I had to ask: Does Lieberman’s medical training ever come in accessible when he’s moonlighting? Under a constraints of a Hippocratic Oath, he couldn’t give me specifics, he says, though he’s helped associate photographers in a margin — one during a convey launch — and also given many of them medical recommendation on a phone or around his Facebook page. “I’ve felt some-more than thankful to assistance them when we can,” he says. “I’ve schooled a lot by bearing to these people.”

Once during a Tyler journal offices, he says, an editor complained of some symptoms and Lieberman suggested he get a highlight test. The man finished adult carrying surgery. “I wouldn’t burst adult and down and contend it saved his life, though it positively could have,” he says. He’s done durability friendships with people he hasn’t sent to a gurney, too. “As awful as a strange design was, a disaster it represented, some good has come out of it,” he says.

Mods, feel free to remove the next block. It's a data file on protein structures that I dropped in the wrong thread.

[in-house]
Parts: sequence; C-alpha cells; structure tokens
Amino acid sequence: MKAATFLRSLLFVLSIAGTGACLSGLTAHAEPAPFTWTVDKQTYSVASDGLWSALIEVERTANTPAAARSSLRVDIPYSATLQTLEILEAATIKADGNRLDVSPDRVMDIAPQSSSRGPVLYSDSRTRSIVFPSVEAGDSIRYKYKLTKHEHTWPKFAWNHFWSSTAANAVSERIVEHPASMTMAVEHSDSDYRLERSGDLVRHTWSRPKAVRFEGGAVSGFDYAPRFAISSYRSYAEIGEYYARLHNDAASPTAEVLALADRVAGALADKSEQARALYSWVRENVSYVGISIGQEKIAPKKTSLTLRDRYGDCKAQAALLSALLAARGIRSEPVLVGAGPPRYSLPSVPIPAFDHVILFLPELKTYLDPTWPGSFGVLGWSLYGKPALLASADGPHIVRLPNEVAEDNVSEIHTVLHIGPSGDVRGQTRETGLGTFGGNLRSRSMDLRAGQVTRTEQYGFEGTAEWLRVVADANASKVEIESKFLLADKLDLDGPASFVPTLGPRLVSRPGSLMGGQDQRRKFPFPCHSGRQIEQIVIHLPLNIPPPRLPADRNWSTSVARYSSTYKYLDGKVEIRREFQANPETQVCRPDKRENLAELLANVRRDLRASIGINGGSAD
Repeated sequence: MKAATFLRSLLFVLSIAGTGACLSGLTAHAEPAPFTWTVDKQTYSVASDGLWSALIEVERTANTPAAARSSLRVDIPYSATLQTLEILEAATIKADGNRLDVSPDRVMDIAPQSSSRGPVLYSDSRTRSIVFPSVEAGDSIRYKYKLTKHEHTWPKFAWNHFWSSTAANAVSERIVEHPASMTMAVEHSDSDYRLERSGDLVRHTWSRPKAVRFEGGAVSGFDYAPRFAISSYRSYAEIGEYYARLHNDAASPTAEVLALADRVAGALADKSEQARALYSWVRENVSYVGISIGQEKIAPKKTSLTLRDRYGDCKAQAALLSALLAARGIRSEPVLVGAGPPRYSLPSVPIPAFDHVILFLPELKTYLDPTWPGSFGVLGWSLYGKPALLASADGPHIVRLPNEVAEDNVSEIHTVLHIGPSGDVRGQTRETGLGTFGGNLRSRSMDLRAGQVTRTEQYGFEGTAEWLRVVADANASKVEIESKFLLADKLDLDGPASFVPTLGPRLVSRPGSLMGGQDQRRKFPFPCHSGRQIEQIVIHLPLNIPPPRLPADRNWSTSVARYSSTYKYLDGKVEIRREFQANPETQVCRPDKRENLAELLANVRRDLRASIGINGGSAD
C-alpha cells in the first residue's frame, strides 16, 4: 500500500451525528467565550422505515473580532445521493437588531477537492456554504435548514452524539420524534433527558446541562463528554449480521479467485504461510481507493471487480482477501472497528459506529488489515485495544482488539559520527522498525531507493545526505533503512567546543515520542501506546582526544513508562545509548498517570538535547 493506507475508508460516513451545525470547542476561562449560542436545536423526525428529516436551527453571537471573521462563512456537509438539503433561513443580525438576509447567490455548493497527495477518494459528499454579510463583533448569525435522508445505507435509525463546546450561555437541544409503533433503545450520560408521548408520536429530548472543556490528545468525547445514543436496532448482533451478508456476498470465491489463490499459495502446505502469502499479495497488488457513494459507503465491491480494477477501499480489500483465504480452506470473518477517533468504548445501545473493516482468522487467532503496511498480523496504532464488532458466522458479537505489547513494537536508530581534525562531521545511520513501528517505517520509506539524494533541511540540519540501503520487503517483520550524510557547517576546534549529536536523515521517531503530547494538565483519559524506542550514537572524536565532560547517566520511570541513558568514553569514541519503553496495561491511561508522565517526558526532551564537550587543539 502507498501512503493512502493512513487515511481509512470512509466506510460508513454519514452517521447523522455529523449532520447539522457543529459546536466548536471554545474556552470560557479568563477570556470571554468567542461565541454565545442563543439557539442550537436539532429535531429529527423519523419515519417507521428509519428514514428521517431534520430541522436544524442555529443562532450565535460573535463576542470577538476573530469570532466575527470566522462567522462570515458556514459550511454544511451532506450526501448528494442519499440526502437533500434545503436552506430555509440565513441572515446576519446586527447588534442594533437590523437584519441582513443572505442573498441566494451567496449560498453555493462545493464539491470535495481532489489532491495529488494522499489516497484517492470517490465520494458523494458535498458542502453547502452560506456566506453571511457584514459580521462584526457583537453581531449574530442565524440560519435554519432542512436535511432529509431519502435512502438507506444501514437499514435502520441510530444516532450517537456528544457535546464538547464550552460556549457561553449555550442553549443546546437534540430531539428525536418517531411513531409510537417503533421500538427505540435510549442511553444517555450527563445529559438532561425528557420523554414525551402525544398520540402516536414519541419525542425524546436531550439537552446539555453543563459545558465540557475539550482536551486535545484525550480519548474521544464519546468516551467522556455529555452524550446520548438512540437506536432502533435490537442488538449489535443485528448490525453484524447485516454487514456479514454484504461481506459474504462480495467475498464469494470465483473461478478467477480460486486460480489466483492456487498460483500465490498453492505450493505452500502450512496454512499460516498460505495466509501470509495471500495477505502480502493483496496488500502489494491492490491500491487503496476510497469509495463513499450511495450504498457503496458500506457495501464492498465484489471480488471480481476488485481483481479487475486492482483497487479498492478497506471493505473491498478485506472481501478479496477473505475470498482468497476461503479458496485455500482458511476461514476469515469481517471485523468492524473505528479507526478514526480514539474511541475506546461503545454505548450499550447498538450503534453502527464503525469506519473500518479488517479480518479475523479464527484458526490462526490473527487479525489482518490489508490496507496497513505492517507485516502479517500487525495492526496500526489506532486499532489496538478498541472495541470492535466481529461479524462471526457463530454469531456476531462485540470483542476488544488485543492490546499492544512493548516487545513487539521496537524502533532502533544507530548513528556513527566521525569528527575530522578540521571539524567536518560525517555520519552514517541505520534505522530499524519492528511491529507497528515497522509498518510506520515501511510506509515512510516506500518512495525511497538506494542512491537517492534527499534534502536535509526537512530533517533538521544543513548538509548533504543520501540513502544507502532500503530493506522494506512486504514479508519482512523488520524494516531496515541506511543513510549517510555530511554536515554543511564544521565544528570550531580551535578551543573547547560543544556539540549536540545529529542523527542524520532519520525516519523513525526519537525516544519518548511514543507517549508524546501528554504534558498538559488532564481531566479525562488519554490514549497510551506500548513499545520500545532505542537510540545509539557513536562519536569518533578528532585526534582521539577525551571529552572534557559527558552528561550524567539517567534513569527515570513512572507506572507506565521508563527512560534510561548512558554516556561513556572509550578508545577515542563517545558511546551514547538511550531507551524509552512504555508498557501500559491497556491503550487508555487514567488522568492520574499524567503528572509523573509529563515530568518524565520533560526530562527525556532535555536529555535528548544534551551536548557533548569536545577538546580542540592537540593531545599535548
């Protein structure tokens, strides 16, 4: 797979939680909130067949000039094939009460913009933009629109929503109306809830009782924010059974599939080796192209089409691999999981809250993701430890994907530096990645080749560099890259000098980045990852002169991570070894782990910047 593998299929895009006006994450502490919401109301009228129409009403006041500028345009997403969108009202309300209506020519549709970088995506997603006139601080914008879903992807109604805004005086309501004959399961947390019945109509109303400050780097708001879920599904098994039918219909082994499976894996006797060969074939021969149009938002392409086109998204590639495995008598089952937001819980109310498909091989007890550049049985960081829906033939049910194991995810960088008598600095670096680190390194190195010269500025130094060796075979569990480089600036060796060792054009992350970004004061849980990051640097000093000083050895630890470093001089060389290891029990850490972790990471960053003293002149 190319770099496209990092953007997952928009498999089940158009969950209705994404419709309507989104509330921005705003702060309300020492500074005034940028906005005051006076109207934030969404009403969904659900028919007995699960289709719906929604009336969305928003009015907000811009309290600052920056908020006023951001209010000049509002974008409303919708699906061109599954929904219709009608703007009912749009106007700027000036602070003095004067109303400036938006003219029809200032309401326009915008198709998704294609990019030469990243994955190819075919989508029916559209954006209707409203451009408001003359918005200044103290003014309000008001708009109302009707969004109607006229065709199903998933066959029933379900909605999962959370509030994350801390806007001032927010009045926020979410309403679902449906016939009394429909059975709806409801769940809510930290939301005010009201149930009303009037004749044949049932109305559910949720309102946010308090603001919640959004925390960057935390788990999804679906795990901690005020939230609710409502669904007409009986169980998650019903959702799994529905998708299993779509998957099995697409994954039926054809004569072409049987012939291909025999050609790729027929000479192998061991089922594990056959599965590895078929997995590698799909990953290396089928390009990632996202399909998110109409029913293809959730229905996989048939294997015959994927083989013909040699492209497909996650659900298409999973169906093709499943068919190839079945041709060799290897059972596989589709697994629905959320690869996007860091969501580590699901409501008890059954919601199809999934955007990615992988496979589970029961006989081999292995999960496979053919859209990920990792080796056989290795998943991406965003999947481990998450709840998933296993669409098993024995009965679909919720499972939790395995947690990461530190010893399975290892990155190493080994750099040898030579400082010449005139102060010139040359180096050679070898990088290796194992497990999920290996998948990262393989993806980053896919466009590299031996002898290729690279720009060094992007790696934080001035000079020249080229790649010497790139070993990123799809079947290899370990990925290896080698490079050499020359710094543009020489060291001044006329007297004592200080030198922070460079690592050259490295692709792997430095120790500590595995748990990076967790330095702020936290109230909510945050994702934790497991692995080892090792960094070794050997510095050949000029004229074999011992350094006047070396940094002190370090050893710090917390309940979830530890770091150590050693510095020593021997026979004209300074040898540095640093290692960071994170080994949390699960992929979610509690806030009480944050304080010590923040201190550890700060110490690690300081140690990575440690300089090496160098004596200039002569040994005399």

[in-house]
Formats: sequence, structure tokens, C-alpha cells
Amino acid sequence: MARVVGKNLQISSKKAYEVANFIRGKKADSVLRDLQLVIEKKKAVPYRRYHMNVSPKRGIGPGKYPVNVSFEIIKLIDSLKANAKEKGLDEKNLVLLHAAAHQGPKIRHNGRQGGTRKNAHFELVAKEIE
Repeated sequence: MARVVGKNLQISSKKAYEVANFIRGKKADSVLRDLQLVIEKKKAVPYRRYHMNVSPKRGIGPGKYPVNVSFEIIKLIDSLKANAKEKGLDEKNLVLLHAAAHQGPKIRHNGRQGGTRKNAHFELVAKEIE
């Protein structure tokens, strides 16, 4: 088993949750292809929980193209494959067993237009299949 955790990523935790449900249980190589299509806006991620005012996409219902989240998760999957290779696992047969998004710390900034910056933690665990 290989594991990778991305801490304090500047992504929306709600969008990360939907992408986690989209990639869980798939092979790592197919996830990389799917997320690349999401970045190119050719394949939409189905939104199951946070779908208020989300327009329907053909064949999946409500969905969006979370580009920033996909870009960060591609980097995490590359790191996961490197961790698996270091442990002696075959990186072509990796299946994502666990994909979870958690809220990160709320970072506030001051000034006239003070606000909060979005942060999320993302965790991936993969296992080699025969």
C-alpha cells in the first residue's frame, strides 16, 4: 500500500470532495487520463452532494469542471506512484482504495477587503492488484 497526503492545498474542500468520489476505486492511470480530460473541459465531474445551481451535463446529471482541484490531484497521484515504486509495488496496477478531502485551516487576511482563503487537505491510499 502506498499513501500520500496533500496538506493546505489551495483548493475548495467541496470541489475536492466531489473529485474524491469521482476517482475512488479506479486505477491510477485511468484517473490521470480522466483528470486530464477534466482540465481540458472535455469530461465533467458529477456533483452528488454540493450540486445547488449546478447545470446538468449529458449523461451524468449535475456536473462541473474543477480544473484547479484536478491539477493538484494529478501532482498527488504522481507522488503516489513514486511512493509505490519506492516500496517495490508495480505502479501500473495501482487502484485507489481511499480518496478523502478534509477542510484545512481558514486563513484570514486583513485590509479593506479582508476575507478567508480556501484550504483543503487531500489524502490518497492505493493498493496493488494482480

Space Shuttle Atlantis lifting off in Sep 2006. Atlantis was a final convey to fly; a module finished in 2011. (AP Photo/Dr. Scott M. Lieberman)

Fort Lauderdale airfield a tip mark for aviation photographers

They try to constraint a many outlandish vast birds, and South Florida is one of their favorite haunts.

Hunters? No. These are aviation photographers, who call themselves “spotters,” since they take heedfulness to brand and fire engaging and colorful airliners, corporate jets and troops planes.

“It’s a passion,” pronounced Eddy Gual, 70, of Miami, a late freelance photographer, who has taken some-more than 200,000 photos of planes, and orderly a shutterbugs underneath a Florida Aviation Photography Society about 23 years ago.